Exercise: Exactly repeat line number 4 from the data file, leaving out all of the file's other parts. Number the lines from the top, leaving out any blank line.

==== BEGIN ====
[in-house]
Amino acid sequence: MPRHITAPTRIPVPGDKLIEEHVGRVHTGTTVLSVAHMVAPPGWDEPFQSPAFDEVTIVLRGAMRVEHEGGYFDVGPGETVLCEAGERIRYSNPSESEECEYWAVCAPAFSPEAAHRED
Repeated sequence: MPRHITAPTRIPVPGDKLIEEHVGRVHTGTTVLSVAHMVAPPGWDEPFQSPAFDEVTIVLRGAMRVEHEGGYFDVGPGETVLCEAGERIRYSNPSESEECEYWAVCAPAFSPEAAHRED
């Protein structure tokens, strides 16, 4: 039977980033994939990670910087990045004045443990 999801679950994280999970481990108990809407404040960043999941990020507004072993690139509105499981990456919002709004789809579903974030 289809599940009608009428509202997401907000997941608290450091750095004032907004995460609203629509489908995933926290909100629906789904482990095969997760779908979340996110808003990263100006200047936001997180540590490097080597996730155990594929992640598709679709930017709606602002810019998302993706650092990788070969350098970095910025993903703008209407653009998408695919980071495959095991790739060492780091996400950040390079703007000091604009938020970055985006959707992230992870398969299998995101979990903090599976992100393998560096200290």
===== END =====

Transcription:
């Protein structure tokens, strides 16, 4: 039977980033994939990670910087990045004045443990 999801679950994280999970481990108990809407404040960043999941990020507004072993690139509105499981990456919002709004789809579903974030 289809599940009608009428509202997401907000997941608290450091750095004032907004995460609203629509489908995933926290909100629906789904482990095969997760779908979340996110808003990263100006200047936001997180540590490097080597996730155990594929992640598709679709930017709606602002810019998302993706650092990788070969350098970095910025993903703008209407653009998408695919980071495959095991790739060492780091996400950040390079703007000091604009938020970055985006959707992230992870398969299998995101979990903090599976992100393998560096200290």